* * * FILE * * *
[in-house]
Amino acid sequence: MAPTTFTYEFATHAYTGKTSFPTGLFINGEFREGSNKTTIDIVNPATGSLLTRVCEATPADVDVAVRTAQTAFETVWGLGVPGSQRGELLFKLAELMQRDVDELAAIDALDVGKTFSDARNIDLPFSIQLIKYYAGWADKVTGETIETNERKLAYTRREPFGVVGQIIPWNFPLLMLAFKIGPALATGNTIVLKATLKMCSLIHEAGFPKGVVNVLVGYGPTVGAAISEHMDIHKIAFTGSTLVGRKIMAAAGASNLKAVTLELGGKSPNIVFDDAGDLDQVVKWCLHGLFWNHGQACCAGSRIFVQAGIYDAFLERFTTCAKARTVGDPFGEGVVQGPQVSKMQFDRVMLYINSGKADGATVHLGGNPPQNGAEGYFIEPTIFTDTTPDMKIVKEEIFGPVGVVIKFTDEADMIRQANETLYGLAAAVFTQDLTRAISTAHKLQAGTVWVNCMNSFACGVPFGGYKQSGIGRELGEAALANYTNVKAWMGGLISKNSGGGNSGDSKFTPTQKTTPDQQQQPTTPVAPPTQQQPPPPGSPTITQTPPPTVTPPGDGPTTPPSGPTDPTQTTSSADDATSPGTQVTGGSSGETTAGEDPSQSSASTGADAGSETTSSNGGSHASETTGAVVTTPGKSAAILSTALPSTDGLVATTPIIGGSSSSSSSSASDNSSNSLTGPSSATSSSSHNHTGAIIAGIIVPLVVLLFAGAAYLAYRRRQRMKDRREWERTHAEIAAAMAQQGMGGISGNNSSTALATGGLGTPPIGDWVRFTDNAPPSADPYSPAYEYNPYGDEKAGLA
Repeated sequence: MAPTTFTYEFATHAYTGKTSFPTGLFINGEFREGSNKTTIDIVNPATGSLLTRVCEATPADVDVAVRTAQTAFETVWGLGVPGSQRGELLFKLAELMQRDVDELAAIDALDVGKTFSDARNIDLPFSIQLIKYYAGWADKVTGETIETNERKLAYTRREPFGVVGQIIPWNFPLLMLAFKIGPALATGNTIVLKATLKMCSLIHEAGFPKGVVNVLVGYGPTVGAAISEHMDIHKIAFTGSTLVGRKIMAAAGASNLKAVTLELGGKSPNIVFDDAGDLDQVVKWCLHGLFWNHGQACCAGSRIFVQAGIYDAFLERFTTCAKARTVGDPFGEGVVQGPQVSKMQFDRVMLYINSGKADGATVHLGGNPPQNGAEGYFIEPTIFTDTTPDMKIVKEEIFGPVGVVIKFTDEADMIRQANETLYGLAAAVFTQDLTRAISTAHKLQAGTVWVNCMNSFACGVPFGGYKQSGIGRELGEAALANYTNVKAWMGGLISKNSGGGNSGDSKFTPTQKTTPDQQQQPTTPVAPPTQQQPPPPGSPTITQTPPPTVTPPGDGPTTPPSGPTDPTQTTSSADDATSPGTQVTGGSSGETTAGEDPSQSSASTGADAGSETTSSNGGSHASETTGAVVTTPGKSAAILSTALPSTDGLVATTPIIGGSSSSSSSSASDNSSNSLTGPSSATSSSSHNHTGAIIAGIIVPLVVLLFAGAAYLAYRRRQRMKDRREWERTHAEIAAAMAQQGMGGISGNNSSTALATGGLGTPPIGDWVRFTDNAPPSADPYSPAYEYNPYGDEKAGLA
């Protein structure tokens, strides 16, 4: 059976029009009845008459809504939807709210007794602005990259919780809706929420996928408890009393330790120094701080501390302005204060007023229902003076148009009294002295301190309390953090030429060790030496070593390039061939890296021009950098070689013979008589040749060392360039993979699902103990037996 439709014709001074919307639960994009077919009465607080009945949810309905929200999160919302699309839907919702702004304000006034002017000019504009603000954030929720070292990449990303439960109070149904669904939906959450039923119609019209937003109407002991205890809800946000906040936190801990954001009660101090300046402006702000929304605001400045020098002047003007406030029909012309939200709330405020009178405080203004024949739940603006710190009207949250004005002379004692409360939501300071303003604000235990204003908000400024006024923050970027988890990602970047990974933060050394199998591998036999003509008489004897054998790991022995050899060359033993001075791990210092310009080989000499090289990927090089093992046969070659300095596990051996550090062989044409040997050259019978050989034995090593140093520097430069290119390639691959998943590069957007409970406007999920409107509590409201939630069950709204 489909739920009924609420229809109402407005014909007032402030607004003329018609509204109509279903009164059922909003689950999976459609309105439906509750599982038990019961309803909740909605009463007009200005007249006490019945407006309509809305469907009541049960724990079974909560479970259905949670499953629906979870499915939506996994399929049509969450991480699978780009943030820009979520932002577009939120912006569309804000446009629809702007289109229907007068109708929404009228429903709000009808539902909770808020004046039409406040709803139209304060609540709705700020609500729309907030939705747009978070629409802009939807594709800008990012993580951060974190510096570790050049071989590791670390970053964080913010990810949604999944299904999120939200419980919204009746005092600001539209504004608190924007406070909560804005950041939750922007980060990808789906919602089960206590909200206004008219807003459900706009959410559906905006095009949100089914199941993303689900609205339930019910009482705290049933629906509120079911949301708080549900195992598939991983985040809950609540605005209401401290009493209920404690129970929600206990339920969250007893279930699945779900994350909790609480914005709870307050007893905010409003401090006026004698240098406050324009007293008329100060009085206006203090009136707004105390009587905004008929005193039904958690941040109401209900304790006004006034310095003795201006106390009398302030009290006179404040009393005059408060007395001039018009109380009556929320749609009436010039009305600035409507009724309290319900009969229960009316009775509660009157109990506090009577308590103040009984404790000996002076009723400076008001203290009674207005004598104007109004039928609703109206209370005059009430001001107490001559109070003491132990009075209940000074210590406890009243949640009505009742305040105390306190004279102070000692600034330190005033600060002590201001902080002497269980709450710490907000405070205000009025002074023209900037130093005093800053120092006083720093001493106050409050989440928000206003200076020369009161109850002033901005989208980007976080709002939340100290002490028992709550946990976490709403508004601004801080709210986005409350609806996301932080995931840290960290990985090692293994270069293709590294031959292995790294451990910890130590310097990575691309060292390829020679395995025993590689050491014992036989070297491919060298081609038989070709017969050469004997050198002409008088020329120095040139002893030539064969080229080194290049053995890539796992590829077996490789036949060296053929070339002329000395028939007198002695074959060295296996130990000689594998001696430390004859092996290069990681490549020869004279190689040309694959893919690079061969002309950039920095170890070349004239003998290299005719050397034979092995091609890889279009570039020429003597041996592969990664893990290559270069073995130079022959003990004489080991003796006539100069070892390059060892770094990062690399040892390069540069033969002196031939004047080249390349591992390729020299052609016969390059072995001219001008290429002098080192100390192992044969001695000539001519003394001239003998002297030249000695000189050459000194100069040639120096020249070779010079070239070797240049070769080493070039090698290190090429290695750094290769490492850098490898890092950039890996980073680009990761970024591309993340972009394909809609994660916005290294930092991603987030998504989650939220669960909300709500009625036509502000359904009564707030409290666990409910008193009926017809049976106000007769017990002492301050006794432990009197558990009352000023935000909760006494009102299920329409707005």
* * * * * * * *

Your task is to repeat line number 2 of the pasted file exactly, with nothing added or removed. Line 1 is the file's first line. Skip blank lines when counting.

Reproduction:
Amino acid sequence: MAPTTFTYEFATHAYTGKTSFPTGLFINGEFREGSNKTTIDIVNPATGSLLTRVCEATPADVDVAVRTAQTAFETVWGLGVPGSQRGELLFKLAELMQRDVDELAAIDALDVGKTFSDARNIDLPFSIQLIKYYAGWADKVTGETIETNERKLAYTRREPFGVVGQIIPWNFPLLMLAFKIGPALATGNTIVLKATLKMCSLIHEAGFPKGVVNVLVGYGPTVGAAISEHMDIHKIAFTGSTLVGRKIMAAAGASNLKAVTLELGGKSPNIVFDDAGDLDQVVKWCLHGLFWNHGQACCAGSRIFVQAGIYDAFLERFTTCAKARTVGDPFGEGVVQGPQVSKMQFDRVMLYINSGKADGATVHLGGNPPQNGAEGYFIEPTIFTDTTPDMKIVKEEIFGPVGVVIKFTDEADMIRQANETLYGLAAAVFTQDLTRAISTAHKLQAGTVWVNCMNSFACGVPFGGYKQSGIGRELGEAALANYTNVKAWMGGLISKNSGGGNSGDSKFTPTQKTTPDQQQQPTTPVAPPTQQQPPPPGSPTITQTPPPTVTPPGDGPTTPPSGPTDPTQTTSSADDATSPGTQVTGGSSGETTAGEDPSQSSASTGADAGSETTSSNGGSHASETTGAVVTTPGKSAAILSTALPSTDGLVATTPIIGGSSSSSSSSASDNSSNSLTGPSSATSSSSHNHTGAIIAGIIVPLVVLLFAGAAYLAYRRRQRMKDRREWERTHAEIAAAMAQQGMGGISGNNSSTALATGGLGTPPIGDWVRFTDNAPPSADPYSPAYEYNPYGDEKAGLA